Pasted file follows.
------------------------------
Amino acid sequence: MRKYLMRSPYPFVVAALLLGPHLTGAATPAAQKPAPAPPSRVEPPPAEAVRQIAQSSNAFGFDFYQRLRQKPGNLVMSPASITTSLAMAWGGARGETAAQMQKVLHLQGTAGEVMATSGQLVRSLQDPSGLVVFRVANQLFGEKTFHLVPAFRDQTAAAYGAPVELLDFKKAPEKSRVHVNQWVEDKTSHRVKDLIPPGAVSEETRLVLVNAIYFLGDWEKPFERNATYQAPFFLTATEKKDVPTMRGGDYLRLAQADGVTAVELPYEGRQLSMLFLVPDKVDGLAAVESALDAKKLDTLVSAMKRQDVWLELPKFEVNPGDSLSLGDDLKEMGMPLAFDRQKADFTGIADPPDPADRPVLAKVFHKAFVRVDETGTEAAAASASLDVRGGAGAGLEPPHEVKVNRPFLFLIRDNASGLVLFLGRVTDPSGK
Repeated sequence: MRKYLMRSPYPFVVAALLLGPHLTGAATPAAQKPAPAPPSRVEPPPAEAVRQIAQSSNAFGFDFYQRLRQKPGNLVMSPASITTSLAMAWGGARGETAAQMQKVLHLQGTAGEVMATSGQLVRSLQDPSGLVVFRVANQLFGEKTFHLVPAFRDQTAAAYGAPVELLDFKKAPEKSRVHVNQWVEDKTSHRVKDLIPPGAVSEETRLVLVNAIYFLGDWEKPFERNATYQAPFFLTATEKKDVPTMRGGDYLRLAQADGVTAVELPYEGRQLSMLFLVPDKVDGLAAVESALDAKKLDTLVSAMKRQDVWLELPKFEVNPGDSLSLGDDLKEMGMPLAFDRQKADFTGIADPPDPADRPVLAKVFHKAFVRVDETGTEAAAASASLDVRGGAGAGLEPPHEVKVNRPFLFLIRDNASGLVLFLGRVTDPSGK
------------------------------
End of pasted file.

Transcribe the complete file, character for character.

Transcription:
Amino acid sequence: MRKYLMRSPYPFVVAALLLGPHLTGAATPAAQKPAPAPPSRVEPPPAEAVRQIAQSSNAFGFDFYQRLRQKPGNLVMSPASITTSLAMAWGGARGETAAQMQKVLHLQGTAGEVMATSGQLVRSLQDPSGLVVFRVANQLFGEKTFHLVPAFRDQTAAAYGAPVELLDFKKAPEKSRVHVNQWVEDKTSHRVKDLIPPGAVSEETRLVLVNAIYFLGDWEKPFERNATYQAPFFLTATEKKDVPTMRGGDYLRLAQADGVTAVELPYEGRQLSMLFLVPDKVDGLAAVESALDAKKLDTLVSAMKRQDVWLELPKFEVNPGDSLSLGDDLKEMGMPLAFDRQKADFTGIADPPDPADRPVLAKVFHKAFVRVDETGTEAAAASASLDVRGGAGAGLEPPHEVKVNRPFLFLIRDNASGLVLFLGRVTDPSGK
Repeated sequence: MRKYLMRSPYPFVVAALLLGPHLTGAATPAAQKPAPAPPSRVEPPPAEAVRQIAQSSNAFGFDFYQRLRQKPGNLVMSPASITTSLAMAWGGARGETAAQMQKVLHLQGTAGEVMATSGQLVRSLQDPSGLVVFRVANQLFGEKTFHLVPAFRDQTAAAYGAPVELLDFKKAPEKSRVHVNQWVEDKTSHRVKDLIPPGAVSEETRLVLVNAIYFLGDWEKPFERNATYQAPFFLTATEKKDVPTMRGGDYLRLAQADGVTAVELPYEGRQLSMLFLVPDKVDGLAAVESALDAKKLDTLVSAMKRQDVWLELPKFEVNPGDSLSLGDDLKEMGMPLAFDRQKADFTGIADPPDPADRPVLAKVFHKAFVRVDETGTEAAAASASLDVRGGAGAGLEPPHEVKVNRPFLFLIRDNASGLVLFLGRVTDPSGK